Over the years, Barbara Erskine has been able to build up a considerable following for her densely plotted, imaginative novels of romantic suspense. Her particular speciality is the vigorously created world she imagines for her characters. In Whispers in the Sand
, her heroine Anna Fox undertakes a Nile cruise from Luxor to Aswan, following the progress of a journey her great grandmother, Louisa, made in the 19th century. The details of the recently divorced Anna's odyssey are handled with dazzling authority, and even if the multiple love story at the centre of the narrative was not so adroitly handled, we would still be beguiled by the panoply of a powerfully drawn Egyptian journey.
Erskine never loses sight of the fact that the reader must be thoroughly engaged by the problems she sets for her characters. Anna takes on her trip two of Louisa's possessions (the latter was a famous artist): an Egyptian scent bottle from the distant past and a beautifully illustrated diary of the original cruise that no one has read for over a century. We are allowed to be caught up in a fascinating love story from the Victorian era as Anna reads the diary, and more sinister relics of the past (such as the glass bottle) give an edge to the romantic intrigue. As Anna's journey progresses, other members of the party seem to be interested in the mementoes, and there is a rivalry between two men for her attention.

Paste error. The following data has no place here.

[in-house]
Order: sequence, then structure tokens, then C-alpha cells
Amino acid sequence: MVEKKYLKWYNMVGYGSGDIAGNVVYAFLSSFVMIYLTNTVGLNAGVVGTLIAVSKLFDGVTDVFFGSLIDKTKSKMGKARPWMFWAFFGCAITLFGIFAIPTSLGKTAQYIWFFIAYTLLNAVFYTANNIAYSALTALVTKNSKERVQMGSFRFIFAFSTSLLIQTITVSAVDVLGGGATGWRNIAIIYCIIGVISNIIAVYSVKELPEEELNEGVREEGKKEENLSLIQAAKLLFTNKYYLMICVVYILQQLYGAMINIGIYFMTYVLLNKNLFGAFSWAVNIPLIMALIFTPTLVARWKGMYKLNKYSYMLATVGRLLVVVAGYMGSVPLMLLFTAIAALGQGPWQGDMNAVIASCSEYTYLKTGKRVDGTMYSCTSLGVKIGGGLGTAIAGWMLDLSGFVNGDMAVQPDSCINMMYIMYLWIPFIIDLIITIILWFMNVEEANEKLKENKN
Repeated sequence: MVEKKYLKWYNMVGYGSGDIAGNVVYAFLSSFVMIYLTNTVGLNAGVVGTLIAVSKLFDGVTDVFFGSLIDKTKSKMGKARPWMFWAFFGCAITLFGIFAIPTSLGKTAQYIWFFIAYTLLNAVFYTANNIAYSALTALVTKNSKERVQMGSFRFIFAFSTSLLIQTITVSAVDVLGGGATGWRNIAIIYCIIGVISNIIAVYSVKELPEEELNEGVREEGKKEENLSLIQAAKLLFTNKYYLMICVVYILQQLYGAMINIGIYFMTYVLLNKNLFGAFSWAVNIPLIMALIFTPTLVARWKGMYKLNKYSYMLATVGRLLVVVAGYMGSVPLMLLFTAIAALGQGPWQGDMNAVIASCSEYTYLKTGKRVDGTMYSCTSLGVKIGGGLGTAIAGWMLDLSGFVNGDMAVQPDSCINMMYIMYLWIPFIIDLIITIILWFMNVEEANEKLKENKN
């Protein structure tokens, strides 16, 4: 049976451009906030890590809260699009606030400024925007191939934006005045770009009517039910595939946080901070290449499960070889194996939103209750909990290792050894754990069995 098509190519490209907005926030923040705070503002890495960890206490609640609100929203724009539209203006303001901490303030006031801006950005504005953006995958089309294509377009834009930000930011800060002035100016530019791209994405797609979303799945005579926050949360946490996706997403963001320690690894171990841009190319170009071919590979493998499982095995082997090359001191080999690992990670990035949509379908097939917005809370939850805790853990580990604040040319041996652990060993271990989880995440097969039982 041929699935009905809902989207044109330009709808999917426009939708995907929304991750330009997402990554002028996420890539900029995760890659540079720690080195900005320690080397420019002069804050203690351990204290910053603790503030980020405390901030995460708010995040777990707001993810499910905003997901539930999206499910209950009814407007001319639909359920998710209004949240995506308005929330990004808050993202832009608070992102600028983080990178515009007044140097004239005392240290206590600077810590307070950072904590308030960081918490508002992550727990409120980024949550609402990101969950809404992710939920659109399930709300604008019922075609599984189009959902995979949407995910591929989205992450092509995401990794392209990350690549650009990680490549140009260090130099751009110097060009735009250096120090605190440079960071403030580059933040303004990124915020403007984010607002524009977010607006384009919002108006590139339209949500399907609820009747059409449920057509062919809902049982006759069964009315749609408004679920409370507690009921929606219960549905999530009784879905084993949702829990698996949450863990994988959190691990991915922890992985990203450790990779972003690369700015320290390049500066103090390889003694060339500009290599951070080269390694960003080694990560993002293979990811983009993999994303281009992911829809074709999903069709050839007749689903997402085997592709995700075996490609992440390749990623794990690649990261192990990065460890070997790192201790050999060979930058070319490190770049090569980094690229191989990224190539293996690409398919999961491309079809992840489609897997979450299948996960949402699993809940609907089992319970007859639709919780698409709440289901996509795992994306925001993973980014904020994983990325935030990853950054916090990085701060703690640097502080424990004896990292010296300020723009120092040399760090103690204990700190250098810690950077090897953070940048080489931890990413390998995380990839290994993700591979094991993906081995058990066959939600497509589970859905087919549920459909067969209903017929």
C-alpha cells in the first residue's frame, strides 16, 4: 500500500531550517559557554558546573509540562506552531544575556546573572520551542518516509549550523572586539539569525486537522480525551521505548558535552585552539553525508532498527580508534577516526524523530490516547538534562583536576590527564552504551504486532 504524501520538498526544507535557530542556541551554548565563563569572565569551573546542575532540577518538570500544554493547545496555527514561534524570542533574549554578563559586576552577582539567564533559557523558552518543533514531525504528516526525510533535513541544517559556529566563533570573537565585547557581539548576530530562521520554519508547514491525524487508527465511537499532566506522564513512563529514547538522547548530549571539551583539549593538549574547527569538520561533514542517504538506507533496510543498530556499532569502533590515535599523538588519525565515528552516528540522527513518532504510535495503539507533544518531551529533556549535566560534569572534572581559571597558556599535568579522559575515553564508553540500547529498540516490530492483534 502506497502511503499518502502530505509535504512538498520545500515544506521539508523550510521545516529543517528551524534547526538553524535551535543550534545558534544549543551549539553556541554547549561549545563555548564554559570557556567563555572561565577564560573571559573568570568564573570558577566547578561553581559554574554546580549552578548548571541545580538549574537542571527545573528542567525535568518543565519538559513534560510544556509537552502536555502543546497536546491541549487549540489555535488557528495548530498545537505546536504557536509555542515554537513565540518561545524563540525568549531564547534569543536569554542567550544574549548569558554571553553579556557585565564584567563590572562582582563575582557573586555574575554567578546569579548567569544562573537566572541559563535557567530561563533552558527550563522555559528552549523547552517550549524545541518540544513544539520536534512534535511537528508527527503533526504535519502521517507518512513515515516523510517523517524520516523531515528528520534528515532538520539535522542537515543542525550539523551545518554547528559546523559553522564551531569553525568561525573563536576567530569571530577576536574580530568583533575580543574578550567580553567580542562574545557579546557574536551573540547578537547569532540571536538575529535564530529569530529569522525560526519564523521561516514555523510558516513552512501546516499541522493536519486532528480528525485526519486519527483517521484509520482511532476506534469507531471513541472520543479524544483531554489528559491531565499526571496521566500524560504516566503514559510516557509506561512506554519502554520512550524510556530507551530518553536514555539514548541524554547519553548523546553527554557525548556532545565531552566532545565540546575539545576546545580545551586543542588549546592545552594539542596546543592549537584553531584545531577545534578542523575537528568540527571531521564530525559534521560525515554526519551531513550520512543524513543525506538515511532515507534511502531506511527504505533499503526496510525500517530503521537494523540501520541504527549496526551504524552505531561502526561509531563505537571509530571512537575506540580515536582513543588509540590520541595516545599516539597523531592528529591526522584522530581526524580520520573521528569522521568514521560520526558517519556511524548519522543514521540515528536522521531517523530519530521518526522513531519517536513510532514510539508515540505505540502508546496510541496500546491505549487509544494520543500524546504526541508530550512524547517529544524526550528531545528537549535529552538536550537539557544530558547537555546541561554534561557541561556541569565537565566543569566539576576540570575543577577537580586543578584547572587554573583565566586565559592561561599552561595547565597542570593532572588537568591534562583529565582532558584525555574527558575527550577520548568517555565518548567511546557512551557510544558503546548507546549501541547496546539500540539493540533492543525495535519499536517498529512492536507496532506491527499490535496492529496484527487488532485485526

However, the most compelling strand to Erskine's tale is the sinister haunting that Anna finds herself the victim of, as a mysterious presence begins to exert a grip over her. Readers nowadays are used to narratives that take place simultaneously in both the past and the present (such as AS Byatt's Possession, for instance), but the device is handled with particular skill here. In fact, those who have enjoyed such Barbara Erskine books as On the Edge of Darkness will probably be surprised at the sophisticated enjoyment on offer here: this is her most ambitious book yet, and her sensuous scene-setting is first-rate:
Louisa set down her pen and stared out of the window at the dark river outside. She had pulled over the lavish shutters to allow the smell of it, the warmth of the night air, the occasional breath of chill wind from the desert to enter her cabin. It all captivated her. She listened carefully. Above, the stars were violent sparks against the blue-black sky. There was a slight movement behind her, and she turned...
--This text refers to an out of print or unavailable edition of this title.
Recently divorced Anna Coburn cheers herself up by retracing a journey her great-mother Louise made in the nineteenth century, a Nile cruise from Luxor to the Valley of the Kings. She takes with her two mementoes of Louise, an ancient Egyptian scent bottle and her diary which has lain unread for 100 years in which she discovers a wonderful Victorian love story - and a chilling, more distant secret of the scent bottle as she finds herself pursued by the same terrifying spectres as her great grandmother.An eerie tale of romantic suspense by the author of the blockbusters Lady of Hay, Encounters, Distant Voices, On the Edge of Darkness et al.